I already mentioned how I was not ready to think about certain aspects of the Mary Kay Letourneau story. But Julianne had a very strong idea that this woman wasn’t a paedophile, that she had a princess syndrome, an intense need to be rescued by a young, virile man. It’s like the myth of the young knight, who, with his sheer virility and stunning youth, will save you, the damsel in distress. This enabled both parties to deny the age difference, because the power could shift back into his sure hands or whatever. And I did want those lines in the final bedroom scene – “Who’s the boss?” and “Who was in charge? Who was in charge? Who was in charge?” – to suggest the myth that they live under. This movie was just so full of extremes and exceptions and tabloid excess. It’s also about people who refuse to look at themselves and the choices they make, which we all do, and I knew I also was doing.

Also, it’s a potentially explosive or disturbing [film] for today’s identity politics culture, which wants to know who’s good and who’s bad. There’s volatility, impenetrability and moral ambiguity here. And we had to do it quickly and with great economy. The simplicity of the coverage was the only way we could get this done. Letting the blank spaces, the non-speech moments between the dialogue, speak as loudly as, or more loudly than, anything said. As is almost always the case with the films I’ve made, it was an experiment. You just throw these things together and you go, “OK. This is it.” There was no net. There was no other way to cut it. We have no other coverage. So if it didn’t work… But because it was so much fun to make, I kept going, “It’s probably not going to hold together, but I really don’t care. I wouldn’t trade this experience for anything.”

You make a big choice halfway through the movie: you hand everything over to Joe, making him our only point of identification and our object of desire. Melton is a wonderful actor. How did you find him?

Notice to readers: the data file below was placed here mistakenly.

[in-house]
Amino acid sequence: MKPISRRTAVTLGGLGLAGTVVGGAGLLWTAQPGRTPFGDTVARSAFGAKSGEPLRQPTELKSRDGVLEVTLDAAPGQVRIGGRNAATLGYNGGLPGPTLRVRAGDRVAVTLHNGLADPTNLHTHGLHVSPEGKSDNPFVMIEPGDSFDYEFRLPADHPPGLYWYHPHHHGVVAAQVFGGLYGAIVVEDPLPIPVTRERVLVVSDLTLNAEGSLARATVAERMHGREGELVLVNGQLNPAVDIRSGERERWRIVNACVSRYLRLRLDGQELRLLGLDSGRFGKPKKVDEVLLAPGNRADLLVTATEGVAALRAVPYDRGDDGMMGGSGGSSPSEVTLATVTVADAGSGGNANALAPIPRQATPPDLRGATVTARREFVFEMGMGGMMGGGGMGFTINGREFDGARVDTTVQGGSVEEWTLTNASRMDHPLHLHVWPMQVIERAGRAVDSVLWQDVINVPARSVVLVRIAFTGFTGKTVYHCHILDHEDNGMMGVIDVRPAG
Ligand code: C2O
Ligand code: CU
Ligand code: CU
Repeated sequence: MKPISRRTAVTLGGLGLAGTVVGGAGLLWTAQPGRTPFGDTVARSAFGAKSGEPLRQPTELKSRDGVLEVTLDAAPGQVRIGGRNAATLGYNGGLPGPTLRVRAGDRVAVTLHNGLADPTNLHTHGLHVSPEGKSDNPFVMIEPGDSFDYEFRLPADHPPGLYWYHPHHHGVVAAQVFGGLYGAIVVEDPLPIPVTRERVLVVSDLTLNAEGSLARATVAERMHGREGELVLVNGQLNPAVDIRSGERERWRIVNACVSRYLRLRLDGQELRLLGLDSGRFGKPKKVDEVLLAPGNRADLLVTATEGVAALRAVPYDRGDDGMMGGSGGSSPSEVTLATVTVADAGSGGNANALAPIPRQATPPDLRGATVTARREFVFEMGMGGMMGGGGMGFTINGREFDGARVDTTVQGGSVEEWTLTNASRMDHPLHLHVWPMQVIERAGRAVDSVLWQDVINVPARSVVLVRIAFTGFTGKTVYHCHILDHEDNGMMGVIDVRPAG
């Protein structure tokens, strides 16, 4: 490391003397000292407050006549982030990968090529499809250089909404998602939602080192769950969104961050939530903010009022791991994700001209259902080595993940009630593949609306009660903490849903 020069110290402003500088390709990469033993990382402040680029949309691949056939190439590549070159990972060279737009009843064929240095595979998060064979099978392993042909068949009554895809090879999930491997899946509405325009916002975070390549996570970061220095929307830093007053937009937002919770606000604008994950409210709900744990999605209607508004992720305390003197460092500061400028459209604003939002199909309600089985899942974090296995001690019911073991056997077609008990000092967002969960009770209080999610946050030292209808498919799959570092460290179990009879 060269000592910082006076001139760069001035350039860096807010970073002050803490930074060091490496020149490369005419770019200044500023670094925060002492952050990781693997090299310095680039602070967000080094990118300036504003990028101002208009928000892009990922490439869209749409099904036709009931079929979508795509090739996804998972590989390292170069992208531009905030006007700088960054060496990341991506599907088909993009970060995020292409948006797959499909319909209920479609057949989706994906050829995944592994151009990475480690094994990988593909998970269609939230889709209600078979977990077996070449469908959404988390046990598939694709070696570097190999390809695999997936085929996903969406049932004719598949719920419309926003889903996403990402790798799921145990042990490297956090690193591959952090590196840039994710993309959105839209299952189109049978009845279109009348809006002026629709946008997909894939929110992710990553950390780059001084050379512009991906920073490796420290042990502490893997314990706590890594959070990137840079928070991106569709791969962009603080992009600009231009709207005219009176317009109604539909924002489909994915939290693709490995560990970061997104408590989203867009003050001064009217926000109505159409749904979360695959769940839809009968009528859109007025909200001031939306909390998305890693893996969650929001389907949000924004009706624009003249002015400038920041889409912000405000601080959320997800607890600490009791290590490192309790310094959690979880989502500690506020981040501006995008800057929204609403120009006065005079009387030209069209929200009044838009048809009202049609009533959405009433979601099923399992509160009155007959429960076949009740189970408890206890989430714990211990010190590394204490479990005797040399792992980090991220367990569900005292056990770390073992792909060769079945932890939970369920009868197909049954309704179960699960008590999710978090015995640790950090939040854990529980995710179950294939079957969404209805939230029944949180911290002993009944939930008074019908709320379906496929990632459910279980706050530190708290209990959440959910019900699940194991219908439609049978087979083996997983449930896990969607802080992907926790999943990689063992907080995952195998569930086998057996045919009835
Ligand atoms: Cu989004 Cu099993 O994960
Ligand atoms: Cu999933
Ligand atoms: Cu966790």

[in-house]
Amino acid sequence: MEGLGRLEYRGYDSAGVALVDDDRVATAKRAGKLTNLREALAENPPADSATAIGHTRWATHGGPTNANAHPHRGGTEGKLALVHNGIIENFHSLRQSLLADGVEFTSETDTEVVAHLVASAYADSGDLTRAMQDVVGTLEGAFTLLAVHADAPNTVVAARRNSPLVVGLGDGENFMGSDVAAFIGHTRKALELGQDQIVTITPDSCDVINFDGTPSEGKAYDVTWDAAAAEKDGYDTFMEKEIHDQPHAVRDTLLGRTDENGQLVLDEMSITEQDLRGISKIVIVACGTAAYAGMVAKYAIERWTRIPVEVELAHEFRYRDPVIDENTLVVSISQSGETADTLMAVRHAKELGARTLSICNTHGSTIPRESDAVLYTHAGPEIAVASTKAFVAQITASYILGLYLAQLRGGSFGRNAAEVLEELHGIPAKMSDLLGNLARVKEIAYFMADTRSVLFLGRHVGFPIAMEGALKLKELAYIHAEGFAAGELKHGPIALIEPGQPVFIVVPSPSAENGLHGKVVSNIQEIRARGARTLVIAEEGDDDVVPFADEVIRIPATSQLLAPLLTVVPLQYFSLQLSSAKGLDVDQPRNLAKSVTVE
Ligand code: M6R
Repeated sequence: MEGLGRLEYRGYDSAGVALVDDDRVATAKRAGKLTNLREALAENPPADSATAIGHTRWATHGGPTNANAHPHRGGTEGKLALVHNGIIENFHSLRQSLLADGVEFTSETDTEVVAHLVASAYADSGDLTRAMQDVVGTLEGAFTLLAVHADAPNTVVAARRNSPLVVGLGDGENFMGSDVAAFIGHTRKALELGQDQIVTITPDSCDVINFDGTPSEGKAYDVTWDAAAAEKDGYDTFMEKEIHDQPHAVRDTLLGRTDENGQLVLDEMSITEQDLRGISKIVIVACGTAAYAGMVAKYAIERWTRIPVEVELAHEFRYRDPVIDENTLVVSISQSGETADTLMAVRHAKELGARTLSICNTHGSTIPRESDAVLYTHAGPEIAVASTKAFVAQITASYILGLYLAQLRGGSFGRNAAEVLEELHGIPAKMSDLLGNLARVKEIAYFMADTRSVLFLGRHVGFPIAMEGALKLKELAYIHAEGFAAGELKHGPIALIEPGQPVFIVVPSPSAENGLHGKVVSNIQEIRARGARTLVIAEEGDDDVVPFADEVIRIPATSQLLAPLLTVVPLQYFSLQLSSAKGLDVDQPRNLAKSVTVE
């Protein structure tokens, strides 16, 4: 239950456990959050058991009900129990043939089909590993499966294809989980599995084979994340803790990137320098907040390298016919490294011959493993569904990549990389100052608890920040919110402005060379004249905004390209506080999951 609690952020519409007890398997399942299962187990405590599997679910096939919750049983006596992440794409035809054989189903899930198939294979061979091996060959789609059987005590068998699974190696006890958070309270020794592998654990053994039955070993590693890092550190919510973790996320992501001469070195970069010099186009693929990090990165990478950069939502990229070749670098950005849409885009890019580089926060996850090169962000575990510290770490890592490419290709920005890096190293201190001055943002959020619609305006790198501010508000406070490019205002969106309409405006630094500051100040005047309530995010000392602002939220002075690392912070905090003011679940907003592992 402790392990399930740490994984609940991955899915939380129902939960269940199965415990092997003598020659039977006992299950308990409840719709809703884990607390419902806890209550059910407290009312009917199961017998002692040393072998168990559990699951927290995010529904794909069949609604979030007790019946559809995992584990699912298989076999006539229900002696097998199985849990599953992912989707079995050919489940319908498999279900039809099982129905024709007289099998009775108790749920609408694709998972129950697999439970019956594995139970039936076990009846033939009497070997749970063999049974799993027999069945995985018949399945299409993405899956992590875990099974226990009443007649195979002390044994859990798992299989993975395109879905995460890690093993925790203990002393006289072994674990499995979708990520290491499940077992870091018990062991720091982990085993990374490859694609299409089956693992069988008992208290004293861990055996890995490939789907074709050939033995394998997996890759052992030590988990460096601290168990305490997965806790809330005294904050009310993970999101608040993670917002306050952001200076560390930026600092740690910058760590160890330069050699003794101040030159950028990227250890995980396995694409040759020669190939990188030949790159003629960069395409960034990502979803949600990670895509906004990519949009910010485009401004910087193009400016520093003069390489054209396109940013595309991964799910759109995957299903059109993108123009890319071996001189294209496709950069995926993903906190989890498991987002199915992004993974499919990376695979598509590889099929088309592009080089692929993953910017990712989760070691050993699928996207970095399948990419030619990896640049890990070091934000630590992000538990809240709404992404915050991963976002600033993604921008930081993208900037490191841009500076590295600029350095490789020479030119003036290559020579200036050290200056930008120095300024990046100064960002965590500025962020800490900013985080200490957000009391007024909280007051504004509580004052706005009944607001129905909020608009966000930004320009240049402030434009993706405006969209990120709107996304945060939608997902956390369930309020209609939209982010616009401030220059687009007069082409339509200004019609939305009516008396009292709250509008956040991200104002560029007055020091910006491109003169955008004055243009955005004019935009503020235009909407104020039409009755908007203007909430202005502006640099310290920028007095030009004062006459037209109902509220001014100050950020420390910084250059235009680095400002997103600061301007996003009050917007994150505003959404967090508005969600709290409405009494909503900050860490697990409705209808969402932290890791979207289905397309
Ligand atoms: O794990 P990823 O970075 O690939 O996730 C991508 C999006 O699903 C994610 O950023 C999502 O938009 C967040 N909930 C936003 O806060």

We saw some great Korean American actors for the role. I saw a picture of Charles and I thought, “No, he’s too glamorous.” And then I watched his reading. He got no direction from me, he just read a couple of scenes, and I kept looking at it again and again. [Casting director Laura Rosenthal and I] were like, “He’s so pent up and clenched – what’s breaking through the cracks is so small.” Even though other actors were more what I pictured when I read the script, I could see the character’s past and present in Charles. It was a major miracle that we found him for Joe.

After the Cannes premiere, there was a lot of chatter about the movie being camp. I don’t find it camp at all.

Me neither. What I think everyone is hinging it on is the sting of music with the zoom into Julianne at the refrigerator [when she says she’s worried about not having enough hot dogs], which I’m so sick of reading about as an example of the overall style of the movie. The music starts at the very beginning when there are butterflies laying eggs on milkweed plants, a potentially treacherous kind of metaphor, which needed to be undermined, so that we knew the audience knew we were ahead of this. And that they were being asked to be ahead of the movie, as they watched it. That’s what that music does to you in The Go-Between right away. A warning bell is sounded, and you’re on alert, you’re reading everything in the frame.

I would’ve been thrilled if people were like, “Oh, wow! The movie really kept me at an interesting distance and I love those extended fixed shots and that distance that you imposed. And the direct address, the actors looking into the lens as themselves.” Instead, people don’t even notice it. But they do notice how uncomfortable they’re made to feel watching the movie, and how impossible it is to hold on to the kind of moral grounding that we like to bring to movies, and that these days in particular, we want movies to absolutely, totally affirm for us. I wanted to make this movie, because I liked feeling uncertain and displaced and unnerved. It’s the way movies are supposed to make you feel.